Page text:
Plastic waste in Ghana has become a major social and ecological problem, due to the adverse effects of plastic pollution on both human health and the environment. Especially during periods of flooding, plastic waste chokes the drainage systems of most Ghanaian cities. The need for initiatives to improve sanitation in our community is of great importance. Of the many local waste management companies, only few practice segregation and recycling of waste — and not yet at scale. In the area of plastics recycling, Blowplast recycling is one of the formal organizations which recycles water sachet and black bags in large volumes. What a lot of people do not realize is that plastics recycling in Agbogbloshie is a major activity within the informal sector recycling industry.
Because we are current developing a plastics micro-factory as part of the AMP toolset (one of first prototypes is a mini-kiln for moulding plastic tiles), we continue to work with Agbogbloshie plastics recyclers in order to better understand how the process works now and how it can be improved.
One of the more advanced industrial setups we have come across is located on Abosey Okai Road. Stages in the process flow include sorting, shredding and pelletizing. This micro-factory engages more then 20 youths in Agbogbloshie in full-time employment! The sorted plastics are ground using a milling machine (see picture below) which is connected to a water bath. Shredded plastics are then collected and dried. Finally, the shredded high-density polyethylene (HDPE) are pelletized using an extrusion machine. These pellets — made out of plastic waste from all over Accra — are then sold as feedstock to formal industries both in Ghana and globally that have the capability to produce plastics films.
The existing model of plastics micro-factories in Agbogbloshie deserves support and attention. In effect they perform a massive public service: cleaning up the city of Accra, by making profits from our plastic waste.
Thank you to Rafa Font (RecyHub) and the ICT4D team for the invitation on November 21, 2014 to present AMP at the Life of Electronics: Green IT in a Digital Generation conference held in London, University of London Union.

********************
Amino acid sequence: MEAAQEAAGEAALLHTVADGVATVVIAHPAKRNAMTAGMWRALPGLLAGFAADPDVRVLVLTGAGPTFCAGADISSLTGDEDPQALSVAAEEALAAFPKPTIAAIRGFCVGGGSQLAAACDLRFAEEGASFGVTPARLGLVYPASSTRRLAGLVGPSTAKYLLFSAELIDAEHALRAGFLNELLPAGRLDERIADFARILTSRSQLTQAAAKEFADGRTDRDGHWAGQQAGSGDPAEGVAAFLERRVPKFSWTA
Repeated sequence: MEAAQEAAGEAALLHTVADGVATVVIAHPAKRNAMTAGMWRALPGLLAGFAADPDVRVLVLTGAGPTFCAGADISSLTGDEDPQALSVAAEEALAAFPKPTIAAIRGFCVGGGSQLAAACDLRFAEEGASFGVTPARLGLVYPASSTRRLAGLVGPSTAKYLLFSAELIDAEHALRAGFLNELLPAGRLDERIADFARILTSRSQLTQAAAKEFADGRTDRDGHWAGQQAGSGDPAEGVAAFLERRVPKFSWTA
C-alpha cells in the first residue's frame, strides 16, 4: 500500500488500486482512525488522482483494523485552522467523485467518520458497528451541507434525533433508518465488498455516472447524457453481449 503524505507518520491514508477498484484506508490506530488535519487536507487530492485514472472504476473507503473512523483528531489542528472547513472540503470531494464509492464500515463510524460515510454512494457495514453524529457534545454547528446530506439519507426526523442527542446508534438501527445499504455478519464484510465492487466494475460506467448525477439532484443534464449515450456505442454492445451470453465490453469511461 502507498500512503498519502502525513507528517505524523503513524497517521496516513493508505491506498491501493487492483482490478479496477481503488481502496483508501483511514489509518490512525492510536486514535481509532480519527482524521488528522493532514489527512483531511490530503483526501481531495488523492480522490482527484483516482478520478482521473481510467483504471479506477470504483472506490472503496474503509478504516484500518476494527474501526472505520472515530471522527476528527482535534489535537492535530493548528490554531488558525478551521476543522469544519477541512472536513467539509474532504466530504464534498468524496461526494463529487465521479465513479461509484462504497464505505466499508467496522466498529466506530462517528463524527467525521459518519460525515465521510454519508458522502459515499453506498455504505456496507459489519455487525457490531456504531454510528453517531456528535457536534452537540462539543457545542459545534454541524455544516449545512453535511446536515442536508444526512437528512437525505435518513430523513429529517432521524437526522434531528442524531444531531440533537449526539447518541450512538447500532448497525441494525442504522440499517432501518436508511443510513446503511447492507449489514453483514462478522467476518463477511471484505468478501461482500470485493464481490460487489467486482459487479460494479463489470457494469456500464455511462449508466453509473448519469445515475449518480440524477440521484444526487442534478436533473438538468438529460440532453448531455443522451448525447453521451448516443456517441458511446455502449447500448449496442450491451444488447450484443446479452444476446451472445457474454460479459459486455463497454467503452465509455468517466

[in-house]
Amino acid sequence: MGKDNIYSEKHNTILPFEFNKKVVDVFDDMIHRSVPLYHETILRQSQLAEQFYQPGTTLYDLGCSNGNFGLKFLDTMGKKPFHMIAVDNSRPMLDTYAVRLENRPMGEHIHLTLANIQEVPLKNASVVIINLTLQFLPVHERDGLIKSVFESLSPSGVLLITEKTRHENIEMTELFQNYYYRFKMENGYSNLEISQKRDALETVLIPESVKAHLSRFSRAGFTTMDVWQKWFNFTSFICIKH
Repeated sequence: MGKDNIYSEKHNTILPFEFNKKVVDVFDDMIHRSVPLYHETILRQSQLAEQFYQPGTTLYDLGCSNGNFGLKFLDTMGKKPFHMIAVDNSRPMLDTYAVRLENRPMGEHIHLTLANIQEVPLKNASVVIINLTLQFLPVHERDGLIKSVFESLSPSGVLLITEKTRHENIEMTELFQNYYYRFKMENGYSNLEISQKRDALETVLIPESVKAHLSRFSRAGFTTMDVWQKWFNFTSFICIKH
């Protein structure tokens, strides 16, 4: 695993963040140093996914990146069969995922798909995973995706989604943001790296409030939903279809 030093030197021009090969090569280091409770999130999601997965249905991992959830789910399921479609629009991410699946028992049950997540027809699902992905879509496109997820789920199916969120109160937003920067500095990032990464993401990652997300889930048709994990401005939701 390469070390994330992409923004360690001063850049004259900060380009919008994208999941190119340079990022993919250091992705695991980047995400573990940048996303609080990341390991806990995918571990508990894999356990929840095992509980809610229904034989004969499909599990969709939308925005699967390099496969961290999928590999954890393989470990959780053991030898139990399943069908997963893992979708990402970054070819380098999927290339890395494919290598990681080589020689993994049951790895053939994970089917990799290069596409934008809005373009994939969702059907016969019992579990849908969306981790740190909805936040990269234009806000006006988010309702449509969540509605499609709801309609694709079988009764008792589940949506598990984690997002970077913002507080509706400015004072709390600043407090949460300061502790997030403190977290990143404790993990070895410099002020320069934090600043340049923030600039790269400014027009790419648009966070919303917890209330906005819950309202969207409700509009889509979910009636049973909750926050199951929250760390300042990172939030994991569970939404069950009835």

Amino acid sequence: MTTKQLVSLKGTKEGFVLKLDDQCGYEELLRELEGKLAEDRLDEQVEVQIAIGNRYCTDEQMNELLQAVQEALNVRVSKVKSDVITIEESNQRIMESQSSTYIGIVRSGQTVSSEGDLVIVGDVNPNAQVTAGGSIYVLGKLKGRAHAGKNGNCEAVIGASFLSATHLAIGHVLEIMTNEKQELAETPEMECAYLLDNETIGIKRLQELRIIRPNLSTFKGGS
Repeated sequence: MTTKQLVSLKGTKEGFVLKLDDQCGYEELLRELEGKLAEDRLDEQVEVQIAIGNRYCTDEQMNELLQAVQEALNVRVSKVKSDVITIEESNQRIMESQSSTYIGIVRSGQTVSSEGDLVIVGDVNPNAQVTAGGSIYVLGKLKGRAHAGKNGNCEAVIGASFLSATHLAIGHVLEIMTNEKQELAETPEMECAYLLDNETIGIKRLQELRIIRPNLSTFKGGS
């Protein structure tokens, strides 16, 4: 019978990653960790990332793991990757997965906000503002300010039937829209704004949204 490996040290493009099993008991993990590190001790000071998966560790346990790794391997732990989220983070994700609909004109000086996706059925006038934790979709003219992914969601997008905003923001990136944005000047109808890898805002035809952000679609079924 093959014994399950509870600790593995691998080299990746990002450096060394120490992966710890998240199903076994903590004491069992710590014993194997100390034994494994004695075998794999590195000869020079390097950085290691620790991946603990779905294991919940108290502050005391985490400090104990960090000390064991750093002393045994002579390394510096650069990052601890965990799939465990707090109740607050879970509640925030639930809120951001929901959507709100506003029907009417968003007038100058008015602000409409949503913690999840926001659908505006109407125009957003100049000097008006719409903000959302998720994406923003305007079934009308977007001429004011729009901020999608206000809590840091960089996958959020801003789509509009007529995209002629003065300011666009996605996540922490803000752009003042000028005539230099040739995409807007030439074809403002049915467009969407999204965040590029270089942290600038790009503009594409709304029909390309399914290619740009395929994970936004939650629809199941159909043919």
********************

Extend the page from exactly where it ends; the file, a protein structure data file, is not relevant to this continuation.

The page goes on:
Here is a link to the video of the AMP presentation.
Materials are usually classified according to their physical and chemical properties. New technologies today are making the identification of materials increasingly simple, fast and reliable. Building on our earlier research in using spectroscopy and the physics of light to visually differentiate materials, we are now ready to ask: Can we make a laser-induced breakdown spectrometer, locally in Ghana?
Two physics teaching assistants from the University of Ghana signed on with AMP team to help us find out: Nutifafa Y. Doumon (who already participated in #ampqamp), with an MSc degree in Nanoscience from University of Groningen, in the Netherlands and Rodney Abugre, who recently graduated with an MPhil in Physics from University of Ghana.
We first reviewed existing technologies and later performed our own experiments. Materials were sourced from Agbogbloshie, since the device will be used to test scrap metal from that location.
The goal for our first three experiments was to investigate the laser excitation process of the material surfaces. Apparatus include: Laser light source, converging lens, sample holder and timer. In the laser excitation process we expect the electromagnetic energy of the laser light to be transformed into thermal energy inside the metal and this based on the amount of energy absorbed by the metal. In our experiment we tested this principle using red laser of power 1 mW & < 5 mW, and an incandescent light of power 100 W. From the test experiments, we conclude that due to low power output of the laser light available, we cannot obtain the desirable results from the experiment (See pre-lab here).
The next step was to set up and calibrate the complete optical path with components such as, prism, diffraction grating, laser source, lens, filters mirrors and a camera. In this optical system, our major need is to find a laser with high enough power output to help us obtain the correct spectrum through excitation process.
We will use this system to record the spectrum for the different materials, analyze them using MatLab software and compare results to literature. In the latter stages, the Agbogbloshie community will be engaged in a workshop on spectroscopy.